Cindy Burke is the author of To Buy or Not to Buy Organic and recipe writer for The Trans-Fat Solution.

Why I buy only organic apples

By
January 15, 2008

I haven’t knowingly eaten a non-organic apple in many years. I won’t even let my daughter eat apple slices from her school lunch service unless I’m assured they’re organic. That’s because, unless they’re certified organic, those shiny red and green apples are often riddled with detectable amounts of dangerous chemicals and pesticides.

If you read this blog, you’re aware that there are some foods I’m willing to buy that are not organic. Apples, however, aren’t among them. Every year, a representative sample of random non-organic apples from retail outlets across the country are washed, cored, and peeled, then tested for pesticide residues by the United States Department of Agriculture (USDA). Their Pesticide Data Program (PDP) stores the results in a large database that is publicly reported. Year after year, apples are consistently in the USDA’s top-10 list of the most contaminated fruits. Even after being washed, cored, and peeled, an average conventionally grown apple contains detectable residue from 4 to 10 different pesticides known or suspected to cause nervous-system damage, cancer, and hormone interference.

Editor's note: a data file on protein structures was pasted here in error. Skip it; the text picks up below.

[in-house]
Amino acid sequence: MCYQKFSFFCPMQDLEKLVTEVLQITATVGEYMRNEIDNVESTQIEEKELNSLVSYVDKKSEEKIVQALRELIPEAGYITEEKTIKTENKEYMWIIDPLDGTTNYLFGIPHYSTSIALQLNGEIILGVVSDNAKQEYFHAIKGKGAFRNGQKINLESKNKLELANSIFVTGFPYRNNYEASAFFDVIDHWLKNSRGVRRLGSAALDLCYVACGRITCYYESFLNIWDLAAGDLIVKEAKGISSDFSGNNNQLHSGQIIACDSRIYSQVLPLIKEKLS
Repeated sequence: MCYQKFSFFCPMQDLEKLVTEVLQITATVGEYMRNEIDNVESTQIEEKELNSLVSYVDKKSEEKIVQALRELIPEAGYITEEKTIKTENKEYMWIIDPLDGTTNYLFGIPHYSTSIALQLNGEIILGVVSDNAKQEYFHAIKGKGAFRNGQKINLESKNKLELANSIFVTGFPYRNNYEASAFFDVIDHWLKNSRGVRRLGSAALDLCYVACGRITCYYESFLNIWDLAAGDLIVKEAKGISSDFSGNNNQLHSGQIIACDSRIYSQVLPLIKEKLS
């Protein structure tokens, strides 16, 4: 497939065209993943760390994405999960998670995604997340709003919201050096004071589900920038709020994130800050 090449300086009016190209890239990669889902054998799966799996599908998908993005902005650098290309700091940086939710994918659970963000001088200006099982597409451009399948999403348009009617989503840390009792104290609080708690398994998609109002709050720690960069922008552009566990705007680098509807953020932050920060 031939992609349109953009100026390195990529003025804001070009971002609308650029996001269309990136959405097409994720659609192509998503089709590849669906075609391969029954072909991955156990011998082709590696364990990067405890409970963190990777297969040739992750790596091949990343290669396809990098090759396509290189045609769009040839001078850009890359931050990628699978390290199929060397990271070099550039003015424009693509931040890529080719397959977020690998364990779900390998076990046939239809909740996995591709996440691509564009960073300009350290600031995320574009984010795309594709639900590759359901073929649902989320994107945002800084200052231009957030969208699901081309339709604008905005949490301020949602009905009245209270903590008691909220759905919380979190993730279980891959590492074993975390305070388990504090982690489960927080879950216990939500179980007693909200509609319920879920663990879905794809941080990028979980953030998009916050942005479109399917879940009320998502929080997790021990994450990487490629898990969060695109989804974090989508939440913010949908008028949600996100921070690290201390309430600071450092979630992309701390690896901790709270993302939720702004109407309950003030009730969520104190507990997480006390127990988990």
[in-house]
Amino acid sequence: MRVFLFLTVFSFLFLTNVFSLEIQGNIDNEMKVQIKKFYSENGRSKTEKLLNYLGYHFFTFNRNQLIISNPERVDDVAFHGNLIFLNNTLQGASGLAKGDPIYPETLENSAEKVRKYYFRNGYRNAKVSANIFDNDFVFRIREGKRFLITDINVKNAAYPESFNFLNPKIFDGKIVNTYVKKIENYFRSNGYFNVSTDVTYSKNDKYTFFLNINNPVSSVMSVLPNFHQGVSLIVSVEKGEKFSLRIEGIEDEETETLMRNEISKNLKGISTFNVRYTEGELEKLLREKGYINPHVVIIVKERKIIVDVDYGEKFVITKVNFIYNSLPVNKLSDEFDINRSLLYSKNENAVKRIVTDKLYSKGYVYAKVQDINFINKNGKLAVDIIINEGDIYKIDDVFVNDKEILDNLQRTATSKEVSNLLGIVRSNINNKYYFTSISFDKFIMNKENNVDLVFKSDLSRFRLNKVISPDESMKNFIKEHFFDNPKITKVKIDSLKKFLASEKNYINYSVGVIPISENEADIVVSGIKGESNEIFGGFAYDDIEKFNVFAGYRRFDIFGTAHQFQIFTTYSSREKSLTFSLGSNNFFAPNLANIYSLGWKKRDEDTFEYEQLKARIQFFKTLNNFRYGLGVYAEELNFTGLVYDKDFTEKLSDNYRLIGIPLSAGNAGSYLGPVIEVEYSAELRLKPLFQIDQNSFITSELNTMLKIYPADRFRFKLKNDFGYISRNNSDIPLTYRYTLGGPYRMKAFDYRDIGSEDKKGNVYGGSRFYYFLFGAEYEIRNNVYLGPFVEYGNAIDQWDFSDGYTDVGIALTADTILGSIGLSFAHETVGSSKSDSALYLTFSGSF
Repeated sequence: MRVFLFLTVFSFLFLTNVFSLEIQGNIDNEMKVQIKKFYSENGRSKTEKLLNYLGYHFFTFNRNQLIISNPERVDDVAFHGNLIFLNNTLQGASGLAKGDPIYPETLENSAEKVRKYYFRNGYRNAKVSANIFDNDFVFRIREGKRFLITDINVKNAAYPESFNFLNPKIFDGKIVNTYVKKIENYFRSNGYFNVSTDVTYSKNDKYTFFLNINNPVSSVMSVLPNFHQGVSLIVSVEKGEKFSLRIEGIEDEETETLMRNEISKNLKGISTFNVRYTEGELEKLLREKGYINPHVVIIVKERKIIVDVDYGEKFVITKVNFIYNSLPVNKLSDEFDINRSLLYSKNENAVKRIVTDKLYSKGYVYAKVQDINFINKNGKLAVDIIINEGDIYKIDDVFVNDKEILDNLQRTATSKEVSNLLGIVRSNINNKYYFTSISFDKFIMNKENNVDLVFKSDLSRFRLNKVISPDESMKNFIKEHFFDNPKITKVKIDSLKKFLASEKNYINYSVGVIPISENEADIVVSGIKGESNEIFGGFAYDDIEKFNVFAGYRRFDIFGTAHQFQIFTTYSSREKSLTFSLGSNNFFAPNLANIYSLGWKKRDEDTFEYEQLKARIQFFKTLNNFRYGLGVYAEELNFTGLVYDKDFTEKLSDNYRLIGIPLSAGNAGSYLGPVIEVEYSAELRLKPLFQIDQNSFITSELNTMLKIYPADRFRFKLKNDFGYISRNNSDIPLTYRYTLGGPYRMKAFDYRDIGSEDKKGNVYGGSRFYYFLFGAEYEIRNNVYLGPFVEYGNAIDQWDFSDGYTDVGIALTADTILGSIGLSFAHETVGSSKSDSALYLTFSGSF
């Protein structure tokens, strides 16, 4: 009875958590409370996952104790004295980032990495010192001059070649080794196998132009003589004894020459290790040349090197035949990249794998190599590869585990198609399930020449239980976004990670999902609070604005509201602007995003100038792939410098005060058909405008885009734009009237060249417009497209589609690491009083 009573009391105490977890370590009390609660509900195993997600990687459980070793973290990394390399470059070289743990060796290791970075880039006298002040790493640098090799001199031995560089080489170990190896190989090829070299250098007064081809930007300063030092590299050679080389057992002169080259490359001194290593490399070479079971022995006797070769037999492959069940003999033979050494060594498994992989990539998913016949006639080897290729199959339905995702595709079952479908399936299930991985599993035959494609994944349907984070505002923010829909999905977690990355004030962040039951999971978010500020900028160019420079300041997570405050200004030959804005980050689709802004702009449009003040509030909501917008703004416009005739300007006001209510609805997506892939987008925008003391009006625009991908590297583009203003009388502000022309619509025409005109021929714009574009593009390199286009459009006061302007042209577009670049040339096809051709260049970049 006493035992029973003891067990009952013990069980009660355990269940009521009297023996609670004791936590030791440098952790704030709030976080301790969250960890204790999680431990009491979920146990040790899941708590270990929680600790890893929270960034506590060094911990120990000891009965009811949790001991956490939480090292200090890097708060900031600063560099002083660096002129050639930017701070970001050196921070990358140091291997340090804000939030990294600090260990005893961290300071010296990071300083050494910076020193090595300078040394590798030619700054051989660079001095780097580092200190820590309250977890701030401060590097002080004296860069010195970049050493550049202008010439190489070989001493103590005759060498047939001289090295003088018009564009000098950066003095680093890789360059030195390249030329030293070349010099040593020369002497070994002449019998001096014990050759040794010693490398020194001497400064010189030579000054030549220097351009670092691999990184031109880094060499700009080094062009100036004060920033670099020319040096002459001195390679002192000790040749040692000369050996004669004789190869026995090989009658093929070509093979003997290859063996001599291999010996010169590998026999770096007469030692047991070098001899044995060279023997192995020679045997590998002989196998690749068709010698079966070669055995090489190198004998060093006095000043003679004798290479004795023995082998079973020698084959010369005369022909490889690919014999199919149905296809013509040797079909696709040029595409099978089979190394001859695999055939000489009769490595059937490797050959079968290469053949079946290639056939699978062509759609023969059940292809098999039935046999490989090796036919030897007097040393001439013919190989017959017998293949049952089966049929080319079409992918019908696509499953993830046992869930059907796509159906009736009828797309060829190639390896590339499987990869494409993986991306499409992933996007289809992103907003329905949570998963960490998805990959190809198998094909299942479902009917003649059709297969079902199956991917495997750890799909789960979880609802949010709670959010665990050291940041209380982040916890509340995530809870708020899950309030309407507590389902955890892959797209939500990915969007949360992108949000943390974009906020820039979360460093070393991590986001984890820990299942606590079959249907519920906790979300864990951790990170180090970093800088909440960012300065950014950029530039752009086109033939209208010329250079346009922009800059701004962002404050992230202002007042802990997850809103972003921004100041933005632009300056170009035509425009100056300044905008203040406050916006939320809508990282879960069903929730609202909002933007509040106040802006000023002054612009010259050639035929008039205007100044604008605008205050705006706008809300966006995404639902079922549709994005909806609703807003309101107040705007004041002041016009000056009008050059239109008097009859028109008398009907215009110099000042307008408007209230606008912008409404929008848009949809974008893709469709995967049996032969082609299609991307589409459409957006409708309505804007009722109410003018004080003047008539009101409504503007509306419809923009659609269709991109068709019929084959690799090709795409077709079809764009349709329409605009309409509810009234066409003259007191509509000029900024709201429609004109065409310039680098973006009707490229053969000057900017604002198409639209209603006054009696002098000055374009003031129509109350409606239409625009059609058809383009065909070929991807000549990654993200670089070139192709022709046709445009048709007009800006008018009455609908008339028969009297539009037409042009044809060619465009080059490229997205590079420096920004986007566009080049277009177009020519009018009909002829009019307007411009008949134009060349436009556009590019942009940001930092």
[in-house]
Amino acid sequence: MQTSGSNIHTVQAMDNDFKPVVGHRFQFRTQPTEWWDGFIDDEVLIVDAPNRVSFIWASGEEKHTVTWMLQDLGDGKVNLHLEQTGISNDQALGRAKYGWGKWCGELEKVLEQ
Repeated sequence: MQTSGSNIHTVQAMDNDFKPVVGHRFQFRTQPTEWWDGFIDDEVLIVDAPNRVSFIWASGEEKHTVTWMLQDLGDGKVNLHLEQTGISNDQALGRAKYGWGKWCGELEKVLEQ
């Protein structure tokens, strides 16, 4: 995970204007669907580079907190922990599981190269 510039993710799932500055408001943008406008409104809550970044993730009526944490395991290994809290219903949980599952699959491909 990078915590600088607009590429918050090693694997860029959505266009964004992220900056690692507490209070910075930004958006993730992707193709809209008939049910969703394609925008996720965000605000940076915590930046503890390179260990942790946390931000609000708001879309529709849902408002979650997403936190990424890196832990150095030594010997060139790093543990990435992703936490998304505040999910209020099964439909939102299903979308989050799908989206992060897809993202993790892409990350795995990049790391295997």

Chew on that before you take a bite of that pretty non-organic apple.

Why are so many pesticides sprayed on apples? Apples are vulnerable to a number of insects and larvae that burrow into the sweet juicy fruit and destroy it. To fight pests, non-organic apples are sprayed with insecticides several times during the growth season, and are often sprayed after harvest with fungicides or petroleum sprays. Pesticides banned by the Environmental Protection Agency (EPA) because of their extreme toxicity, or pesticides that are almost banned, are still found annually on apple samples tested by the USDA.

Our advice? Always buy organic apples.

That’s why non-organic apples scare me. They recently became even scarier because during 2007, the EPA quietly reauthorized the use of a previously banned pesticide called chlorpyrifos, a known neurotoxin and carcinogen, for use on apple crops. In response, a group of farm workers and advocates filed a lawsuit to force the EPA to stop the use of chlorpyrifos for agricultural use.